So, while we expect 2022 to be equally busy, the hope is that policymakers keep the bigger picture in mind. 

Tim Gosling, head of pensions policy at B&CE, provider of The People’s Pension

Leading the value debate and meeting newly-engaged member expectations

When saver engagement comes – and I guarantee it will – how can we show the value of what we offer? As saver interest grows, can we tell the story of how we’re all helping to plan for our members’ futures and, if so, will we be able to service all their enquiries and not let them down?

The price of a family car

Common sense tells us the more a member has saved, the more involved they’ll be with their pension savings. It’s noted in Australia, who’ve had auto-enrolment since the 1990’s, that people take an interest in their savings when the value of their pot reaches the price of an ordinary family car.

Auto-enrolment, pension growth and increasing member engagement

As we approach the UK’s 10-year anniversary of auto-enrolment, pension pots are growing, and people are beginning to take more interest in their savings. We’ve seen this in our own members, where those who have more saved are more active in their online account.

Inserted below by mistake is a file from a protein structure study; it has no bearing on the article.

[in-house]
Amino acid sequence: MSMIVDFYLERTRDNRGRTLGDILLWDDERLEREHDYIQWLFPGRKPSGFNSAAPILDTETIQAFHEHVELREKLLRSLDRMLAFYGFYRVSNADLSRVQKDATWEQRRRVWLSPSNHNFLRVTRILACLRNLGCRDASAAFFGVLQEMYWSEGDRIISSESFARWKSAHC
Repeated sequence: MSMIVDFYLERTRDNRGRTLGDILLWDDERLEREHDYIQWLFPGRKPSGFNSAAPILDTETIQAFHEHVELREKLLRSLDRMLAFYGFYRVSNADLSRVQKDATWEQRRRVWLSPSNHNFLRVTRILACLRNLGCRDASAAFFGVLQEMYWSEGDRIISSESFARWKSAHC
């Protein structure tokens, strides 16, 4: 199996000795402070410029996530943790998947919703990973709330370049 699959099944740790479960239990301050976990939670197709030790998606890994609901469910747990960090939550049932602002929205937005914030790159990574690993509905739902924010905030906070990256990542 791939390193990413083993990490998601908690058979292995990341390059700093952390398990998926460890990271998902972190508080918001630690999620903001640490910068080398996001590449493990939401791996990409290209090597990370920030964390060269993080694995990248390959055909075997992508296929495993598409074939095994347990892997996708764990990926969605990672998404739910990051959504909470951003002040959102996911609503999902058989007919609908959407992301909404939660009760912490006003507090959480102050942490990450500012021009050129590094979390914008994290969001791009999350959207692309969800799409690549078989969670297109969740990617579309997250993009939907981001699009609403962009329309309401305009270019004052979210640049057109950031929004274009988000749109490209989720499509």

So, as providers, employers, and financial professionals, we need to prepare ourselves for more engaged members, the questions they’re likely to ask, and the support they may need.

What is the charge?

Once engaged, charges often come as a bit of a surprise to savers, and 2 questions they will ask are, ‘How much am I being charged?’ and ‘Can I get it cheaper elsewhere?’ The Cheapest isn’t always the best, but in the case of pensions, value for money is important.

Value for money

Value for money for the newly-engaged saver is important, and what charges are paid for in pounds and pence is essential.

Flat percentage charges increase the cost to the member as their savings grow. So, to improve value for money, many financial companies reduce charges gradually as a member’s savings grow.

Employee benefits benefit employers too

Employers also want value for money from their workplace pension schemes too. Research tells us that employees value their employer’s pension contributions – second only to holiday entitlement. A scheme that lowers a member’s charge as their pot grows, effectively rewards loyal employees.

For employers, it’s very difficult to examine value for money at an individual level. Therefore, offering a scheme that reduces employees’ charges demonstrates value and promotes ownership of the journey towards an affordable retirement.

The shift from defined benefit to defined contribution pensions places greater responsibility on the member. Individuals approaching retirement must decide what to do with their savings and consider competing future variables, such as longevity, inflation, investment returns, and risks. How can we help them see the importance of those decisions?

Creating the journey

Our long-running New Choices, Big Decisions longitudinal study highlights that as people approach retirement, financial decisions can be made with little grasp of the full facts. Instead, they often choose the path of least resistance.